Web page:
Review: The Audience (TimeLine Theatre)

| August 28, 2017

Janet Ulrich Brooks and Audrey Edwards star as Queen Elizabeth and Young Elizabeth             


The Audience

Written by Peter Morgan
TimeLine Theatre, 615 W. Wellington (map)
thru Nov 12 Dec 3  |  tix: $40-$54  |  more info
Check for half-price tickets   


Now extended thru December 3

A fascinating must-see for fans of the British monarchy


Janet Ulrich Brooks and Matt DeCaro star as Queen Elizabeth and Winston Churchill

TimeLine Theatre presents
The Audience

Review by Lauren Whalen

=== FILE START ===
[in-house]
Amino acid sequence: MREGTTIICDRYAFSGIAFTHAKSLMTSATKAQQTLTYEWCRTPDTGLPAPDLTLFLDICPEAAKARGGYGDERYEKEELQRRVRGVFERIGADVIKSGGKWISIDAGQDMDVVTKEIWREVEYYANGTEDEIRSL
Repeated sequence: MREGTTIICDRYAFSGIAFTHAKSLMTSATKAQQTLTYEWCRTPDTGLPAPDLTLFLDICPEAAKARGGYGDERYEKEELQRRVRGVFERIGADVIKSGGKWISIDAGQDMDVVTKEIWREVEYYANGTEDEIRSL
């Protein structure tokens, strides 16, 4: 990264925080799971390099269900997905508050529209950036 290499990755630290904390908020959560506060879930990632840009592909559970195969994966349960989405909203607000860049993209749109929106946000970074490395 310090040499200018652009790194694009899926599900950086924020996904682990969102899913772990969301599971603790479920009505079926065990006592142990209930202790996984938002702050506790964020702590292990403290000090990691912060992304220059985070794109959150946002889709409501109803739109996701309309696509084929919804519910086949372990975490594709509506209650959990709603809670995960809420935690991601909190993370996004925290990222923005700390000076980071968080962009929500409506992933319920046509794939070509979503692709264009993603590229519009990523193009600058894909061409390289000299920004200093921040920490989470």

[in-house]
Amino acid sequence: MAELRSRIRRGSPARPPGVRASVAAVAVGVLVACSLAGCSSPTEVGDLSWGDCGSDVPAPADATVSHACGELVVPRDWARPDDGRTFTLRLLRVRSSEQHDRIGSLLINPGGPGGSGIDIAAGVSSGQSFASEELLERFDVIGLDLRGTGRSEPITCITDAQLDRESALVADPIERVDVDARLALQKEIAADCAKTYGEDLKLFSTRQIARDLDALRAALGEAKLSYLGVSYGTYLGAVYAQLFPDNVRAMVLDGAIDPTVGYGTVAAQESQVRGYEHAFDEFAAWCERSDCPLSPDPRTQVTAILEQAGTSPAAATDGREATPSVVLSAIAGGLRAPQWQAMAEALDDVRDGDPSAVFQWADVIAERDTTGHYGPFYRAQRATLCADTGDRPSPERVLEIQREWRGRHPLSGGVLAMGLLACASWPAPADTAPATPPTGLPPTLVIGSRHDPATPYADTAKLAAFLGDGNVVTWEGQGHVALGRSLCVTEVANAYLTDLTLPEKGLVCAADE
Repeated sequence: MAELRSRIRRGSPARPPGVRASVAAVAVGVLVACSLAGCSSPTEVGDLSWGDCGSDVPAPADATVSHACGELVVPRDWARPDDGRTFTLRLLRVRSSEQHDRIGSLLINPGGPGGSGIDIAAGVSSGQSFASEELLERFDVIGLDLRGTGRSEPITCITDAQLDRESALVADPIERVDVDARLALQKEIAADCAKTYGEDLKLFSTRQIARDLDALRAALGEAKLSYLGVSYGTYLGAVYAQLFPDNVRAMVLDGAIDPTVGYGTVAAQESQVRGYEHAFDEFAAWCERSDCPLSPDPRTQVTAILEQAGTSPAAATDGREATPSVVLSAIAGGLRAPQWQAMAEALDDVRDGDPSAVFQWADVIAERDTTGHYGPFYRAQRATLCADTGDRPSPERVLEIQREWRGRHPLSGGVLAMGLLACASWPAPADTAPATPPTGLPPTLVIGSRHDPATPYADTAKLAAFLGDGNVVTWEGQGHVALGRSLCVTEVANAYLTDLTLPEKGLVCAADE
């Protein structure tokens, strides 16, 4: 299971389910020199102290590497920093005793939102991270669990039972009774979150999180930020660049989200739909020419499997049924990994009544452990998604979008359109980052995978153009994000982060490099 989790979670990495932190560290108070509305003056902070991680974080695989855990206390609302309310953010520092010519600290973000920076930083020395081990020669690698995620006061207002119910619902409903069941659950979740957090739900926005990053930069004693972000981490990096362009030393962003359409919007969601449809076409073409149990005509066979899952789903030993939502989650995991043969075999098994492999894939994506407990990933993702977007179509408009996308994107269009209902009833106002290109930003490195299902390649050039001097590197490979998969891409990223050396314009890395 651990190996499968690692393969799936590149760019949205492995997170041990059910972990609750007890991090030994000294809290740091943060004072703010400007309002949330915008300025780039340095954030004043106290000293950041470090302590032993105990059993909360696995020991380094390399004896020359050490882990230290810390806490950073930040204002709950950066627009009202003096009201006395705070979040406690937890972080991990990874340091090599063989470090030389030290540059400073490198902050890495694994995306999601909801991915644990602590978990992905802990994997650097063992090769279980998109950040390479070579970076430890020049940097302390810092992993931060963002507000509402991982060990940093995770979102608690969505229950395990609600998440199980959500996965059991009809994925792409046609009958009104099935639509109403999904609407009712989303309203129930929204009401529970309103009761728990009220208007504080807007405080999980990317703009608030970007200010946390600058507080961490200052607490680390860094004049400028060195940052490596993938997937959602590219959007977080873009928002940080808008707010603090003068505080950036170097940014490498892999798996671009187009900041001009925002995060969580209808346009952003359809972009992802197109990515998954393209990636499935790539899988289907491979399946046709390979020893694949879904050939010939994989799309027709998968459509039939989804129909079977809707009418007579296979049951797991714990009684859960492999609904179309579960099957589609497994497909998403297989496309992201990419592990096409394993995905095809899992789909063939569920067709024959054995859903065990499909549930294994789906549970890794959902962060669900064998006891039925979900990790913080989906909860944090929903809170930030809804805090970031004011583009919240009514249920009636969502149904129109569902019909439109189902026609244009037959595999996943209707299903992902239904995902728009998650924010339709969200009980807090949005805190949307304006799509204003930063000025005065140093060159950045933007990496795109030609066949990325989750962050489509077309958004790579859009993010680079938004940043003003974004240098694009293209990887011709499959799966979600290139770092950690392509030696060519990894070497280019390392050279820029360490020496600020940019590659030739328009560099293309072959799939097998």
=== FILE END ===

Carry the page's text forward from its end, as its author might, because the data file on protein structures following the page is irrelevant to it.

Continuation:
Playwright and screenwriter Peter Morgan has a fascination with kings and queens. Among his films are “The Last King of Scotland” (following bloodthirsty dictator Idi Aman) and “Rush” (Ron Howard’s incredibly underrated film about the “kings” of 1970’s racecar driving). However, Queen Elizabeth II of England remains his favorite subject. Morgan wrote the Oscar-winning movie “The Queen,” starring Helen Mirren and chronicling the aftermath of Princess Diana’s death and the Queen’s relationship with then-Prime Minister Tony Blair. Morgan’s play The Audience ran in London and on Broadway (again, with Mirren as Elizabeth) and led to his creation of the popular Netflix series “The Crown.” TimeLine’s production of The Audience is incredibly well-researched and nicely acted, though it has some missteps along the way.